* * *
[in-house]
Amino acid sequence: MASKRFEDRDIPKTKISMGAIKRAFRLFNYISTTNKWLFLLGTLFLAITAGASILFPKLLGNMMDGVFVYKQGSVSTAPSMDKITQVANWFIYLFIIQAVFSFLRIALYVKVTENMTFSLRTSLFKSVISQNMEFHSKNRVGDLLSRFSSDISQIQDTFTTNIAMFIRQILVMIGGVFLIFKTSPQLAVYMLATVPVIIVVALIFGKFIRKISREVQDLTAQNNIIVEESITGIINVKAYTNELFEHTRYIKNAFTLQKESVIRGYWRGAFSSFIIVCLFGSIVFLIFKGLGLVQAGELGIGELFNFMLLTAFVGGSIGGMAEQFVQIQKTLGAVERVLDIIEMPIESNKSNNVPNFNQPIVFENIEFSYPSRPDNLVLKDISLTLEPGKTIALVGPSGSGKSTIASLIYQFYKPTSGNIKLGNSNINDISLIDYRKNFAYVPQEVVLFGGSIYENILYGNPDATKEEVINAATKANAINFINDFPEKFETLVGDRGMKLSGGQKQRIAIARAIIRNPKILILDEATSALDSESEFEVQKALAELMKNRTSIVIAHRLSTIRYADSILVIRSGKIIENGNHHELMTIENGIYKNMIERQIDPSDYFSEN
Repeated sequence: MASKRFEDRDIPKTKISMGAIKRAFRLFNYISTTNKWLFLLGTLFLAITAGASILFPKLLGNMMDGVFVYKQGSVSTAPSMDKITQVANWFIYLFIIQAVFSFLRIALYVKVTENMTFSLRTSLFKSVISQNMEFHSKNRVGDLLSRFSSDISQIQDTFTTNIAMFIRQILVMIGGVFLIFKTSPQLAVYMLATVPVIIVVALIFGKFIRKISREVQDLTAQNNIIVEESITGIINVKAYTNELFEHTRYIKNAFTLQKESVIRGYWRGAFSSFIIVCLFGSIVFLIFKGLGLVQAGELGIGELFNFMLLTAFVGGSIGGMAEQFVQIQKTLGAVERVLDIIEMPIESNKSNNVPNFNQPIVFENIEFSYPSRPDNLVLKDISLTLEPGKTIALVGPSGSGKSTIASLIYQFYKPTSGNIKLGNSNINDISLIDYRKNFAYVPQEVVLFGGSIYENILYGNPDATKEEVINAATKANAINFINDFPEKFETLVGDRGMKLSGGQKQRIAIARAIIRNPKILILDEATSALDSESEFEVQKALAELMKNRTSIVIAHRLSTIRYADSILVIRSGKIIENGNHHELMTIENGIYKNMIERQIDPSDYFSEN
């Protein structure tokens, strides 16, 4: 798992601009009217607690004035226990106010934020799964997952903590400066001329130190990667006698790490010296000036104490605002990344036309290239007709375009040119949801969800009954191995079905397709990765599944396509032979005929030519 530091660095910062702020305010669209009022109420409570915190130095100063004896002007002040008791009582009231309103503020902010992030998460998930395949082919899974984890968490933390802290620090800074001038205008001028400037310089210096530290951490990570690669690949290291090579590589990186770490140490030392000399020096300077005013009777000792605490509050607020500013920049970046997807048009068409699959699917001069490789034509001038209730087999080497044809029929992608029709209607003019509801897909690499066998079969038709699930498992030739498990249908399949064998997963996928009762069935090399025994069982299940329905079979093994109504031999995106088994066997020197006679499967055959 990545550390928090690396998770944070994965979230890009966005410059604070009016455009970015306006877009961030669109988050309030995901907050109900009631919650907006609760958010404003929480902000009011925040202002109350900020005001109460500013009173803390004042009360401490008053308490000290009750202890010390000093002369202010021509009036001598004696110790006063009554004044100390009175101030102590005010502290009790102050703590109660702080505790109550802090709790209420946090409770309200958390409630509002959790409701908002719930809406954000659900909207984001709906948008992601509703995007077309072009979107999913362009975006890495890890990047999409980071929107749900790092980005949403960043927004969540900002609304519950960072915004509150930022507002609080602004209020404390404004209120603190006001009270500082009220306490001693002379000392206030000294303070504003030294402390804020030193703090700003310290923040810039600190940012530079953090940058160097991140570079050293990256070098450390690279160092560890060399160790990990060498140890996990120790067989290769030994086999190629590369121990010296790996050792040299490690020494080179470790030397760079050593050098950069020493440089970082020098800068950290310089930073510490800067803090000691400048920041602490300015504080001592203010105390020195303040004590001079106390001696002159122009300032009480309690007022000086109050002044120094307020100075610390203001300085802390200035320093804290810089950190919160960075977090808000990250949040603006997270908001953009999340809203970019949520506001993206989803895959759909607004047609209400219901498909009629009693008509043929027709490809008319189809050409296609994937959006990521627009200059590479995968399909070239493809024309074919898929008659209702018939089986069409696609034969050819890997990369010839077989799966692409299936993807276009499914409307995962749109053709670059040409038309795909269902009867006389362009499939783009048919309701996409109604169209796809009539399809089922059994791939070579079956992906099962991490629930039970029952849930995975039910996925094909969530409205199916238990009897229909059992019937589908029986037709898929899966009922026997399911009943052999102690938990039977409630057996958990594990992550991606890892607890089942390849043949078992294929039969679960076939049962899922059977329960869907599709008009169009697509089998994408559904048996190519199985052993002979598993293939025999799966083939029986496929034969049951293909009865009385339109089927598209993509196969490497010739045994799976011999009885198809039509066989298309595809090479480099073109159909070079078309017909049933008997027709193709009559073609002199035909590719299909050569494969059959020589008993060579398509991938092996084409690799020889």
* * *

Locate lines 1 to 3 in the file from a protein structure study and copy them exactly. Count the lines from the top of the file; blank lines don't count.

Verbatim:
[in-house]
Amino acid sequence: MASKRFEDRDIPKTKISMGAIKRAFRLFNYISTTNKWLFLLGTLFLAITAGASILFPKLLGNMMDGVFVYKQGSVSTAPSMDKITQVANWFIYLFIIQAVFSFLRIALYVKVTENMTFSLRTSLFKSVISQNMEFHSKNRVGDLLSRFSSDISQIQDTFTTNIAMFIRQILVMIGGVFLIFKTSPQLAVYMLATVPVIIVVALIFGKFIRKISREVQDLTAQNNIIVEESITGIINVKAYTNELFEHTRYIKNAFTLQKESVIRGYWRGAFSSFIIVCLFGSIVFLIFKGLGLVQAGELGIGELFNFMLLTAFVGGSIGGMAEQFVQIQKTLGAVERVLDIIEMPIESNKSNNVPNFNQPIVFENIEFSYPSRPDNLVLKDISLTLEPGKTIALVGPSGSGKSTIASLIYQFYKPTSGNIKLGNSNINDISLIDYRKNFAYVPQEVVLFGGSIYENILYGNPDATKEEVINAATKANAINFINDFPEKFETLVGDRGMKLSGGQKQRIAIARAIIRNPKILILDEATSALDSESEFEVQKALAELMKNRTSIVIAHRLSTIRYADSILVIRSGKIIENGNHHELMTIENGIYKNMIERQIDPSDYFSEN
Repeated sequence: MASKRFEDRDIPKTKISMGAIKRAFRLFNYISTTNKWLFLLGTLFLAITAGASILFPKLLGNMMDGVFVYKQGSVSTAPSMDKITQVANWFIYLFIIQAVFSFLRIALYVKVTENMTFSLRTSLFKSVISQNMEFHSKNRVGDLLSRFSSDISQIQDTFTTNIAMFIRQILVMIGGVFLIFKTSPQLAVYMLATVPVIIVVALIFGKFIRKISREVQDLTAQNNIIVEESITGIINVKAYTNELFEHTRYIKNAFTLQKESVIRGYWRGAFSSFIIVCLFGSIVFLIFKGLGLVQAGELGIGELFNFMLLTAFVGGSIGGMAEQFVQIQKTLGAVERVLDIIEMPIESNKSNNVPNFNQPIVFENIEFSYPSRPDNLVLKDISLTLEPGKTIALVGPSGSGKSTIASLIYQFYKPTSGNIKLGNSNINDISLIDYRKNFAYVPQEVVLFGGSIYENILYGNPDATKEEVINAATKANAINFINDFPEKFETLVGDRGMKLSGGQKQRIAIARAIIRNPKILILDEATSALDSESEFEVQKALAELMKNRTSIVIAHRLSTIRYADSILVIRSGKIIENGNHHELMTIENGIYKNMIERQIDPSDYFSEN